Testing a Neutral Safety Switch

Discussion in 'Electrical' started by undertakerman, Jul 13, 2020.

  1. undertakerman

    undertakerman Member

    As you gentlemen know I have had a problem getting my 65 Plymouth Sport Fury to start. I have 727 Automatic Transmission. There is a single wire running from the Starter Relay to the NS switch which I have continuity between the two points. I know that its function is to not allow power to the starter in any other gear other then Park or Neutral. I also know that when the ignition switch is moved from the RUN position from to the START position it sent's a signal to the NS switch and the Starter Relay connecting the BATTERY to the starter therefore engaging the starter starting the engine providing that the car is in PARK or NEUTRAL and if is not and in any other gear the car will not start. So my question is How do I test the Neutral Safety Switch to see If its working.
  2. 67Mopar

    67Mopar Moderator Staff Member

    The neutral safety switch acts as the ground for the circuit. Power runs from the Battery(+) to the ignition switch, out of the switch via the Start contact pin, then on to an electromagnetic coil in the starter relay, then through the neutral safety switch to ground, which of course is connected to the Battery (-) completing the circuit.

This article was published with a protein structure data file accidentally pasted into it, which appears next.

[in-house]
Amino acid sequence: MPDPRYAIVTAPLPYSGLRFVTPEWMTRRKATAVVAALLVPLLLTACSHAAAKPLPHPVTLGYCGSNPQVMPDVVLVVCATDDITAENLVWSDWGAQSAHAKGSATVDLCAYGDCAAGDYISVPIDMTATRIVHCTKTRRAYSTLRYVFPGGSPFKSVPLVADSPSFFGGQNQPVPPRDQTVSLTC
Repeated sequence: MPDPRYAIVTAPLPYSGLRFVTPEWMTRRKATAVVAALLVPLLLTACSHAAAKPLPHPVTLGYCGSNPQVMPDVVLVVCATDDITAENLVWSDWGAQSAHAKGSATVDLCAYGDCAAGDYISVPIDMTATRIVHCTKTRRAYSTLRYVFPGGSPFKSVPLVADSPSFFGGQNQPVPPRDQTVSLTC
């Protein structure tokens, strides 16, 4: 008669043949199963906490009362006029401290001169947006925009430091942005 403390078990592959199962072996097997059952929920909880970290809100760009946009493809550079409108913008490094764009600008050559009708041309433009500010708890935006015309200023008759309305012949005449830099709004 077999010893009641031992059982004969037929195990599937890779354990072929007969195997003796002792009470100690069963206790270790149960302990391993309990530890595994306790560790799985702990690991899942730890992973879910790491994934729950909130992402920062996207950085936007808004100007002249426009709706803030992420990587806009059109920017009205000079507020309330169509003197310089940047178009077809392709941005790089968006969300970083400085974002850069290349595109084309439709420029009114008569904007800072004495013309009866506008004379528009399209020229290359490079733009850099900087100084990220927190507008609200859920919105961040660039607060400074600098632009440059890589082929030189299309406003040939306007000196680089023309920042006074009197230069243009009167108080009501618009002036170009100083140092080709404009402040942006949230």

If the neutral safety switch is no good, you have no ground, and therefore no circuit... the car will not start, you will not hear so much as a "Click" from the starter, nothing, dead.

    Testing the switch is easy enough.... ensure the vehicle is in Park or Neutral, Park preferred. Rock the chassis forward/backward to make certain that the vehicle transmission is actually in Park. Sounds silly I know, but it wouldn't be the first time I ran across a vehicle that wouldn't start simply because the transmission wasn't fully engaged in the Park position... it happens.
    Once you know you are locked in Park, just pull the wire off the switch (assuming it's one wire switch since it's for a 65)... then check for continuity between the pin on the switch, and the casing of the transmission. If you have continuity, your good, the switch is grounding the circuit as it should.
    67r/t4speeder likes this.

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